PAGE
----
Protest Monk Held Amid Clampdown

China imposes tight security as Tibetans mark the third anniversary of regional unrest.
2011-03-14
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Chinese military patrol the streets in the Tibetan capital Lhasa on March 15, 2008 after violent protests.
Chinese military patrol the streets in the Tibetan capital Lhasa on March 15, 2008 after violent protests.
AFP

Chinese authorities in the Tibetan capital Lhasa and nomadic regions of southwestern China stepped up patrols of armed police on the third anniversary of widespread regional unrest on Monday, detaining one monk following a lone protest.

Local sources in the Tibetan prefecture of Kardze (in Chinese, Ganzi) in Sichuan province said the area was under a tight security clampdown after a local monk handed out leaflets marking the 52nd anniversary of a failed Tibetan uprising against Chinese rule in the region on March 10, 1959.

The anniversary protest on March 10, 2008 in Lhasa, the capital of Tibet, escalated into violent riots four days later. More than a hundred people were subsequently killed in Chinese military crackdowns on peaceful Tibetan protesters over the following year, according to the Tibetan government-in-exile in India.

Foreign tourists were banned for a year following the riots and have since been banned from entering the area each year around the 14 March anniversary.

Covert ways

Tibetans in Tibet have marked the anniversary in covert ways in spite of the tight security, sources said.

Wangchen Gelek from Kardze's Dothong monastery shouted slogans calling for a "Free Tibet" at around noon amid a large crowd in the Kardze county marketplace last Thursday, sources said.

He then threw a bundle of leaflets and prayer flags in the air, shouting "Free Tibet!" and "Long live His Holiness the Dalai Lama!"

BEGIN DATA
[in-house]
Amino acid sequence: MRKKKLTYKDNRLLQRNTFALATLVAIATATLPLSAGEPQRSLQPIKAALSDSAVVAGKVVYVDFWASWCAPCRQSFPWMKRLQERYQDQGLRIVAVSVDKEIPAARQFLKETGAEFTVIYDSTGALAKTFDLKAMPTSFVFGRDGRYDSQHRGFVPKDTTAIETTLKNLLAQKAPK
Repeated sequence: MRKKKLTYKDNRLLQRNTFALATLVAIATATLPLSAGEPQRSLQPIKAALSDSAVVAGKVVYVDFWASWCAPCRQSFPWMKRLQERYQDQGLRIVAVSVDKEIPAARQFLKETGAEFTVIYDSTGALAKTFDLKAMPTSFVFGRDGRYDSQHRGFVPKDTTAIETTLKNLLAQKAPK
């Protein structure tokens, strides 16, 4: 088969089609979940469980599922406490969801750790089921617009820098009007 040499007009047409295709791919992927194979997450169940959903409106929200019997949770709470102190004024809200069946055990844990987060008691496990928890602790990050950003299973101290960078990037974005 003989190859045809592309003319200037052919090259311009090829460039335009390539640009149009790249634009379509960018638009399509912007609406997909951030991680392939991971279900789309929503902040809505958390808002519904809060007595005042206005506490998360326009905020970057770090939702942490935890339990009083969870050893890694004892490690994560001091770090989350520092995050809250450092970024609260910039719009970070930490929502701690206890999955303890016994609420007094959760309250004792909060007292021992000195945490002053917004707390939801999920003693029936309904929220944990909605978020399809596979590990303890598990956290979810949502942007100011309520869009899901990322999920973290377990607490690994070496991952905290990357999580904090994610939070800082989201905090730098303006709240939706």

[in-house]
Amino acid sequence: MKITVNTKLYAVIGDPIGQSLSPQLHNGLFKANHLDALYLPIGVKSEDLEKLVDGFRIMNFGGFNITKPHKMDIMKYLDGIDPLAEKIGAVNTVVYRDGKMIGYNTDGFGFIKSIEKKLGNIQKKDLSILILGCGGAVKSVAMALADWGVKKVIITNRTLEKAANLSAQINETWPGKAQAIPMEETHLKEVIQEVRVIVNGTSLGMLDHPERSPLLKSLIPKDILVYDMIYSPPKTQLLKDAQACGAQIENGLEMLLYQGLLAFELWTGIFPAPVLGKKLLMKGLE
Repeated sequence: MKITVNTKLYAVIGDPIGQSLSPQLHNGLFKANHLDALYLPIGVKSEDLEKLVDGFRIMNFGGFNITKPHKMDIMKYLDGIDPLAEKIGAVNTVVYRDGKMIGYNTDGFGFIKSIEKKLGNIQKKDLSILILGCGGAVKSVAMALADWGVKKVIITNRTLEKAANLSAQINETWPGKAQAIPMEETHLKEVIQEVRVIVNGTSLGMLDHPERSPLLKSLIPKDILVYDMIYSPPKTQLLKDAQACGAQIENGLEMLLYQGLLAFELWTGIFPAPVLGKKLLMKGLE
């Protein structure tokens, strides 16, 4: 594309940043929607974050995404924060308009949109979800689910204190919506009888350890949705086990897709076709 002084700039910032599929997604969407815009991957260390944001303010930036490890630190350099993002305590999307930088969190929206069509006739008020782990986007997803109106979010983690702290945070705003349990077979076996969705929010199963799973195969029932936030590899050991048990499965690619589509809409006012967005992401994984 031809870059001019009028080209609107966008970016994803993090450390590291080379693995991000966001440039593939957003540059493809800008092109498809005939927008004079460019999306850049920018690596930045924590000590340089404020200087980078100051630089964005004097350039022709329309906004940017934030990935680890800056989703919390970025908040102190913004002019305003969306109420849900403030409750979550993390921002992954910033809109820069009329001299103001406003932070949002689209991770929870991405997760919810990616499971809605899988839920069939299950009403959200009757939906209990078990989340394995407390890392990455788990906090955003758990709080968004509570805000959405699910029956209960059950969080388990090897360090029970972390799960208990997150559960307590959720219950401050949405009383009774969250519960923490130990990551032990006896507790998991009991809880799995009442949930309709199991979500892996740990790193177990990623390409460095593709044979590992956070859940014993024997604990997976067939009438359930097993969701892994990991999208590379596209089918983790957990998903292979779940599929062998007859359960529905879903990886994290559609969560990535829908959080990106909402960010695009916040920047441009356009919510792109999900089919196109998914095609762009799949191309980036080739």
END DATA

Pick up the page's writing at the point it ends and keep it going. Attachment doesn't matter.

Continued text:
Witnesses said he was pounced on by local police officers and beaten before being taken away. His current whereabouts are unknown.

Local residents organizing prayers for the monk said he had resigned from the monastery five days before his protest, and warned friends that they might never see him again.

However, not everyone in Kardze appeared to have heard of the protest.

"The special police have stepped up their patrols this year," said a Chinese resident of Kardze on Monday. "There is no sign of trouble."

"They are stopping people in the town, checking their identity cards," he said. "They are checking everything."

Hotel taken over

An employee who answered the phone at the local government guesthouse in nearby Seda county said the hotel had been completely taken over by local officials ahead of the anniversary.

"Yes [it's been taken over by the government]," the employee said. "There are no rooms ... Please call again in a few days."

He said normal business would resume on March 25. "There are a lot of armed police about, armed police patrols," he added.

Meanwhile, in Lhasa, the streets appeared calm.

"They have been greatly increasing the numbers of armed police patrolling [the city]," a resident surnamed Zhang said.

"[You can get into] the monasteries if you have an identity card ... The local people don't carry them, but everyone from elsewhere in China does."

Local sources said police personnel had moved into Lhasa's Tibet University ahead of Monday's anniversary, which also marked the beginning of a new semester in the Chinese academic year.

An employee at a Lhasa-based hotel said they had been banned from accepting any foreign guests until further notice.

"We can't take them," he said. "We are waiting for notification in April to be able to accept tour groups."

"We have to wait for orders from higher up, before we can take [foreigners]."

"Suppression"

Exiled Tibetan parliamentarian Kalsang Gyaltsen said the tightened security measures had begun on March 10 across the entire Tibetan region.

"The whole region is under tight control and suppression," he said.

"They have recently boosted spending on law enforcement and stability, which suggests that they will continue to use these methods to deal with disadvantaged social groups and ethnic minorities."

But Kalsang Gyaltsen said Beijing's successful rule and stability in the region would not come through the use of security forces.

"They have to seriously consider the demands ... of that ethnic minority," he said.

"If they don't change their current policies, then every day, every month, every year, will have a 'sensitive' date in it."

Beijing's spending on domestic security surpassed the military budget for the first time, rising to 624.4 billion yuan (U.S. $95.3 billion) this year, compared with the People's Liberation Army budget of 601.1 billion yuan (U.S. $91.4 billion).

Reported by Norbu Damdul for RFA's Tibetan service, Qiao Long for the Mandarin service, and Hai Nan for the Cantonese service. Translation by Dorjee Damdul and Luisetta Mudie. Written in English by Luisetta Mudie.



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